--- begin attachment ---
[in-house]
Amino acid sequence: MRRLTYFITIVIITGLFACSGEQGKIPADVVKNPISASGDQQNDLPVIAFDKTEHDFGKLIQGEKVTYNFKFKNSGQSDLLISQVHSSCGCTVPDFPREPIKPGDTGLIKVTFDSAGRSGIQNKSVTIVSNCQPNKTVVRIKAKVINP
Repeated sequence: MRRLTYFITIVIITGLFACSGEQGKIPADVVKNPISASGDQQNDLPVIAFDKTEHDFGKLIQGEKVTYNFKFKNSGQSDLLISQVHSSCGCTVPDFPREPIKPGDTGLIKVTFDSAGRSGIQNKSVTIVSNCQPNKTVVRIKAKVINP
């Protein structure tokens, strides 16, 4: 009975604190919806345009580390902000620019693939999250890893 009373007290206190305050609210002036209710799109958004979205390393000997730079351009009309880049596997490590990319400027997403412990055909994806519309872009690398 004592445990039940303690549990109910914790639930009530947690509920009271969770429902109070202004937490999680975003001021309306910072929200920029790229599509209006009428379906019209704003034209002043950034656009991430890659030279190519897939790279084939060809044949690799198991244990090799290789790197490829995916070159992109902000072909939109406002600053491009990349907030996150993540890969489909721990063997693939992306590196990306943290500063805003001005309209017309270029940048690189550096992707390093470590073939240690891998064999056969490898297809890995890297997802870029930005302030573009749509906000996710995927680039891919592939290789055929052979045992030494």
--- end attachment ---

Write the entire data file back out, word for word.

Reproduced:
[in-house]
Amino acid sequence: MRRLTYFITIVIITGLFACSGEQGKIPADVVKNPISASGDQQNDLPVIAFDKTEHDFGKLIQGEKVTYNFKFKNSGQSDLLISQVHSSCGCTVPDFPREPIKPGDTGLIKVTFDSAGRSGIQNKSVTIVSNCQPNKTVVRIKAKVINP
Repeated sequence: MRRLTYFITIVIITGLFACSGEQGKIPADVVKNPISASGDQQNDLPVIAFDKTEHDFGKLIQGEKVTYNFKFKNSGQSDLLISQVHSSCGCTVPDFPREPIKPGDTGLIKVTFDSAGRSGIQNKSVTIVSNCQPNKTVVRIKAKVINP
């Protein structure tokens, strides 16, 4: 009975604190919806345009580390902000620019693939999250890893 009373007290206190305050609210002036209710799109958004979205390393000997730079351009009309880049596997490590990319400027997403412990055909994806519309872009690398 004592445990039940303690549990109910914790639930009530947690509920009271969770429902109070202004937490999680975003001021309306910072929200920029790229599509209006009428379906019209704003034209002043950034656009991430890659030279190519897939790279084939060809044949690799198991244990090799290789790197490829995916070159992109902000072909939109406002600053491009990349907030996150993540890969489909721990063997693939992306590196990306943290500063805003001005309209017309270029940048690189550096992707390093470590073939240690891998064999056969490898297809890995890297997802870029930005302030573009749509906000996710995927680039891919592939290789055929052979045992030494």